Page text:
Review: godeatgod by Lasalle College of the Arts
Students consider the impact and relevance of god and religion in the face of unimaginable crises.
When playwright Haresh Sharma wrote godeatgod, it was written in response to the 9/11 attack in the USA, capturing the spirit of the fear and uncertainty felt in the wake of the incident, with even faith and religion itself becoming difficult to seek comfort in. It is through the lens of faith that Haresh then dismantles and deconstructs how one can go on living in a post traumatic world, taking apart faith at its darkest to find the light within.
In Lasalle’s new version, director Alvin Tan once again helms the project after having first directed godeatgod back in 2002 with The Necessary Stage. However, in this version, it is young students performing the piece, many too young to even remember 9/11 when it happened. As such, godeatgod has been updated for 2020, tussling with more recent events and tragedies befalling the world.
Performed by two sets of third year BA (Hons) Acting students, this updated version of godeatgod is more self-reflexive than ever, going beyond just the original script to include devised scenes where the actors share their own stories and experiences of religion. From the beginning, godeatgod already establishes itself as a whimsical piece, opening with a colourful musical number to introduce the play’s themes.
godeatgod does not possess a clear linear narrative, rather, it presents itself as a series of scenes reflecting on the state of religion and the world today. The scenes are varied, and mostly give the impression that things are hopeless, reflecting on everything from the Catholic Church to the Rohingya crisis. While mention of older events such as the 1995 Sarin gas attacks in Tokyo, or the 2004 Boxing Day tsunami in Indonesia, the characters recounting these seem distanced, as we have long moved past such tragedies. They instead turn to more recent events such as the sinking of the Korean ferry in 2014 and the ongoing COVID-19 pandemic, and wonder about how the religious maintain their faith in the face of such massive loss.
It is a nice touch to see that across both casts, the plays differentiate themselves by giving the students a chance to show off their culture and strengths, such as how Cast A perform a song in Korean, as opposed to Cast B using an English song in the same scene. Later on, in a devised scene, each cast engages in their own extended discussion on their experiences with religion, from where a mixed Hindu-Catholic girl goes if she eats the forbidden beef, to personal accounts of abuse of power from members of the church (City Revival Church’s infamous video by Joanna Theng and Jamie Wong is not spared from ridicule). It is these personal touches that lend the play its strength, as the cast are most sincere and emotional when engaged in debate, bringing out varied perspectives and even occasional argument over the place of religion in our modern lives.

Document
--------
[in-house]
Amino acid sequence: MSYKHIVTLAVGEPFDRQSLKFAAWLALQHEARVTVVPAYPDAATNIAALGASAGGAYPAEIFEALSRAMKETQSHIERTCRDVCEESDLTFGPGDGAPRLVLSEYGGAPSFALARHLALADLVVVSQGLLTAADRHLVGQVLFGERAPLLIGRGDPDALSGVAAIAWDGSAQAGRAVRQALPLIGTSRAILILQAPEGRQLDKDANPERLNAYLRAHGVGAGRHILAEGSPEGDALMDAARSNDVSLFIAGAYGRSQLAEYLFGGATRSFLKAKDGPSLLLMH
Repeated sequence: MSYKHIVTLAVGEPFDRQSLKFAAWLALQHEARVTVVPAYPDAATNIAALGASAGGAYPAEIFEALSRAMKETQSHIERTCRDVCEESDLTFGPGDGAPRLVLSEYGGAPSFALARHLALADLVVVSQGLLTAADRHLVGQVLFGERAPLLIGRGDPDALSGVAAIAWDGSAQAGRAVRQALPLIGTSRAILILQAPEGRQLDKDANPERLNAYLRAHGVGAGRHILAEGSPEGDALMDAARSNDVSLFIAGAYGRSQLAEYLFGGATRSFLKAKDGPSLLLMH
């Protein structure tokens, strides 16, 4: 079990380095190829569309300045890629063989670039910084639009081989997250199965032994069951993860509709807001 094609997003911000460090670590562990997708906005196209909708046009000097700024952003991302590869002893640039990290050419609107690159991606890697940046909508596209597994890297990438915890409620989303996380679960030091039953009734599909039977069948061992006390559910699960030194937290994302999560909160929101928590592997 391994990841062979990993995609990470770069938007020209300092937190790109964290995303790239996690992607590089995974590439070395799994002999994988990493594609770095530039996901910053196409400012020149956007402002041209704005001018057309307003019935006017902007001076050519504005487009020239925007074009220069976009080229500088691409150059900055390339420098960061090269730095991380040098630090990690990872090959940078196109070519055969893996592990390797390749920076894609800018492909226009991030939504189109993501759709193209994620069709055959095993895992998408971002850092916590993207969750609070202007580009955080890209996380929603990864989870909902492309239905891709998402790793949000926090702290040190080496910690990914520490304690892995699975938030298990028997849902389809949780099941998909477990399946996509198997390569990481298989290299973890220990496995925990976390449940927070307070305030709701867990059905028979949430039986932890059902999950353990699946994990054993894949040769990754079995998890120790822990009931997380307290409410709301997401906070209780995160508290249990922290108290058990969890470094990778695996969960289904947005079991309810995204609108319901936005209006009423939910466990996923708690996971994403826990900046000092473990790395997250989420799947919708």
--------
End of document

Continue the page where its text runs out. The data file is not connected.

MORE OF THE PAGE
For the most part, the mood is bleak, and organised religion getting the short end of the stick, with plenty of doubt cast upon it, thanks to the traumatic experiences of the cast and their faith shattered when they can no longer trust not just people, but even in the failure of systems to protect them when they need it most. Emotive video footage and atmospheric montages are projected on a screen behind the cast, while a news ticker constantly streams ominous, disastrous sounding headlines, helping add to the dour mood. The set is otherwise sparse, drawing focus to the performance rather than the design elements. With how empty the space feels, the cast at times seems abandoned by their respective gods, alone in their suffering on this mortal realm.
Often, one does feel that there are far too many ideas involved in this new version of godeatgod, jostling for attention and resulting in a less than cohesive piece, more exploratory than explanatory, as audiences are left to wander these same branching thought pathways from questions raised by the actors. Still, there is enough information provided that one can feasibly do some self-reflection over the course of the performance, and our own relationships with faith.
Ultimately, what godeatgod 2020 seems to be pushing is to ask for some form of accountability, not just from religions, but from those in power. As both plays end on the same ritual, with a character introduced reflecting on the passing of a loved one, she seems left at a loss, both from grief and confusion at how she is meant to carry on. In much the same way, we wonder how we continue to emotionally survive and keep hope alive in spite of all the terrible things happening in the world. Thankfully, godeatgod’s answer isn’t simply thoughts and prayers, but a genuine desire to find meaning in an otherwise absurd life, as it dishes the hard truths of the broken world around us.